It could’ve been sold by now if they had priced it correctly. But it’s just another example of starting with a price that is too high. Sellers wanted to try it, but now they are still here 155 days later.

House #4: 186 Days on the Market


This must be a Greenhurst kind of day because we have another attractive house in the area. It’s priced at $449,900. It’s a nice ranch-style, mid-century home. The house looks beautiful from the inside, with hard floors.


When this house was built in 1976, Greenhurst was just like a little country lane, but now it’s pretty busy. It is at an intersection here, so getting in and out is probably complicated.

It’s been on the market for 186 days, starting at $475,000. The house went on the market in the middle of May, and four months later, they dropped the price to $450,000. It might have been sold if they had come in at what they were when they first started.

House #5: 144 Days on Market

All right, here’s another one: 144 days on the market.


I like the pictures. It looks staged very well — nice and bright and open. Train track? No, it’s nestled away in this quiet little neighborhood. It’s in a significant part of town. You can see it’s just that close to Lake Lowell. What’s going on with this? Let’s see.


Currently at $470,000, it’s been on the market for 144 days. They started at $515,000, so they dropped it to $45,000. They’ve been on the market since June 30th and kept that same price for two months. Then, they started chasing the market down a bit.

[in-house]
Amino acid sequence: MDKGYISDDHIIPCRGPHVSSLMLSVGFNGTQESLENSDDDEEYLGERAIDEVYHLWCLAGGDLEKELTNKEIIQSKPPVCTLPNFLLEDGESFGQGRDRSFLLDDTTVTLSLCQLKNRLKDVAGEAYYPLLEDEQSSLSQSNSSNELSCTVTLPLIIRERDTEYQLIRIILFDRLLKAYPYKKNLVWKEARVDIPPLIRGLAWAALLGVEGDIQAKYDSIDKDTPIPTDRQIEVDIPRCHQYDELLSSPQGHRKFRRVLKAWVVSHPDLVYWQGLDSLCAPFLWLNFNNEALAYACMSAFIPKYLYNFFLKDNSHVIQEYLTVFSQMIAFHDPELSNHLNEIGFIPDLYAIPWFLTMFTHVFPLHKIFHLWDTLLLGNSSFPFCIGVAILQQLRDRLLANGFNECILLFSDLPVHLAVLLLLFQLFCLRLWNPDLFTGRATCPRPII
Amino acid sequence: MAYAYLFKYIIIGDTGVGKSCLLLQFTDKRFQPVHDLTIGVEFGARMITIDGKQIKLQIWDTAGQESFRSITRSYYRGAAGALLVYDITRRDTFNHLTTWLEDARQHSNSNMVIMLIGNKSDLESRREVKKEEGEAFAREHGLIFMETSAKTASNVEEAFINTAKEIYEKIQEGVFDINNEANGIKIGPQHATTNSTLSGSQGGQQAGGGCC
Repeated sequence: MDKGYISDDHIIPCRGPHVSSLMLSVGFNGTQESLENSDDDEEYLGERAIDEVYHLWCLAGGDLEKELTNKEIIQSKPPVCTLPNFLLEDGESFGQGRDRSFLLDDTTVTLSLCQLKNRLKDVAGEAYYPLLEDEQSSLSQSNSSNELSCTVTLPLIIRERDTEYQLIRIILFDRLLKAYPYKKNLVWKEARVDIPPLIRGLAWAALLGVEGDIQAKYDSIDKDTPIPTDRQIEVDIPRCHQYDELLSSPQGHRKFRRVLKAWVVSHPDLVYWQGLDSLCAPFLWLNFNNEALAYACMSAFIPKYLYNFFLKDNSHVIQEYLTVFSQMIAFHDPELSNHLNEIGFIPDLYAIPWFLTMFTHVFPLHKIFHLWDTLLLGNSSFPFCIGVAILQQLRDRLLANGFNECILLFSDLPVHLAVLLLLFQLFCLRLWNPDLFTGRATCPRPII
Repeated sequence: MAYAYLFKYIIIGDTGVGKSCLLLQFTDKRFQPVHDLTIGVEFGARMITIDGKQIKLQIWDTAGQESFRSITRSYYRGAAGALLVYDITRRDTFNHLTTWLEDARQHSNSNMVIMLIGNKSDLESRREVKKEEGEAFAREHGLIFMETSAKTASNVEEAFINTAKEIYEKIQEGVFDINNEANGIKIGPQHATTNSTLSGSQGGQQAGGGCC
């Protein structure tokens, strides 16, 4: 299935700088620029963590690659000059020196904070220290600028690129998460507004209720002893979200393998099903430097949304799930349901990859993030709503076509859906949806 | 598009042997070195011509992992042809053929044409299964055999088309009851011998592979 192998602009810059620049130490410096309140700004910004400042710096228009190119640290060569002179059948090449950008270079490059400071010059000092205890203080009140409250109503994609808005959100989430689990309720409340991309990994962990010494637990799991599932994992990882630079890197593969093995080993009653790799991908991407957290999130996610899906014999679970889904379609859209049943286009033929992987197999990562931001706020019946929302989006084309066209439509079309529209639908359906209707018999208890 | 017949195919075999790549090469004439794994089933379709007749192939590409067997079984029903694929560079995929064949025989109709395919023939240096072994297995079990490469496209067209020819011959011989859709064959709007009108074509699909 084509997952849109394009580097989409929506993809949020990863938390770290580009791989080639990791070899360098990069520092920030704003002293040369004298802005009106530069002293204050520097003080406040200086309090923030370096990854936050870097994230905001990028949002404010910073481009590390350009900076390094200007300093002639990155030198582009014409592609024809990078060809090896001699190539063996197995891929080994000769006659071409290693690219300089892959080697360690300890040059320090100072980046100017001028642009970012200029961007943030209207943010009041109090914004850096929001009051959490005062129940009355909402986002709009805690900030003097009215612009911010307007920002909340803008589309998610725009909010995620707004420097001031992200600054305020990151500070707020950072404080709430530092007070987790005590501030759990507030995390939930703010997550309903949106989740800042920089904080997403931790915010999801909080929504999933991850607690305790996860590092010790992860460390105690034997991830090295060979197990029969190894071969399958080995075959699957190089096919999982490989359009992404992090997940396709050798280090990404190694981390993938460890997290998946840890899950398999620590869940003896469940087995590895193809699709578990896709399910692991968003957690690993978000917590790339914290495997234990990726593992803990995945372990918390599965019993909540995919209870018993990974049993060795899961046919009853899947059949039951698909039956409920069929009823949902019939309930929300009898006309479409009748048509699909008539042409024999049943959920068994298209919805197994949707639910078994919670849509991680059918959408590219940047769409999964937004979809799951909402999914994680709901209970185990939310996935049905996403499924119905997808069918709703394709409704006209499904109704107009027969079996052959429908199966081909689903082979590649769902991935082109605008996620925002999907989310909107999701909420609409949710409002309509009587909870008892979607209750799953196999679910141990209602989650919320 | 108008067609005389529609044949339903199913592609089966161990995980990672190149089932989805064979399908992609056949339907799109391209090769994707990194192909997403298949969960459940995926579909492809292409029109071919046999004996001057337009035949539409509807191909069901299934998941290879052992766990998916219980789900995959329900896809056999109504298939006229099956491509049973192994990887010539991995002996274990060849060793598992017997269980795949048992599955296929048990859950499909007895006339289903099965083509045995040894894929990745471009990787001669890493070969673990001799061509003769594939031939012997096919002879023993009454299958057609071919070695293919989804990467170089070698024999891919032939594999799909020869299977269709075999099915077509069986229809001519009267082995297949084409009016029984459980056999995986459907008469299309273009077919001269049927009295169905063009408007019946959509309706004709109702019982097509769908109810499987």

Another thing is commissions. The normal is a 3% commission the seller offers the buyer’s agent. Of course, you guys have all been hearing about that lawsuit and stuff like that. But right now, it’s still a thing in this country for the seller to pay for the buyer’s agent/broker through the closing process.

In this case, the sellers are paying less than 3%. I wonder if that might be causing this home to stay on the market for 144 days. It could be because they didn’t lower the price or price it right to start with.

House #6: 152 Days on the Market

This house looks like it’d be at home in the deep south.


It’s older, built in 1979, and has 3,200 square feet. It has five bedrooms, sits on over half an acre, and has been on the market for 152 days.

Funny enough, it’s on Greenhurst again, but this one dumps right onto Greenhurst. Again, it’s a 35mph zone here, so it’s okay. A school is down the street, so you might get some traffic. It might be hard to get in and out, but the location only bothers me a little.


They could have cleaned it up better. Also, I’m assuming these are not professional pictures. Although not bad, they feel different from professionally taken ones.

What bothers me is it’s been on the market for 152 days at $575,000. Now, we’re down to $520,000, so that’s $55,000 they dropped. The sellers kept it at this higher price for almost a month before dropping it after three weeks by $25,000.

Since then, they’ve been chasing the market down. So, it might be another one of those cases of “if they would’ve started at the right price.”

But there’s something different about this: it’s occupied by a tenant. That means there are particular rules for house showings when there’s a tenant involved. You must honor that agreement if the tenant is still under a lease and has six months to go on it.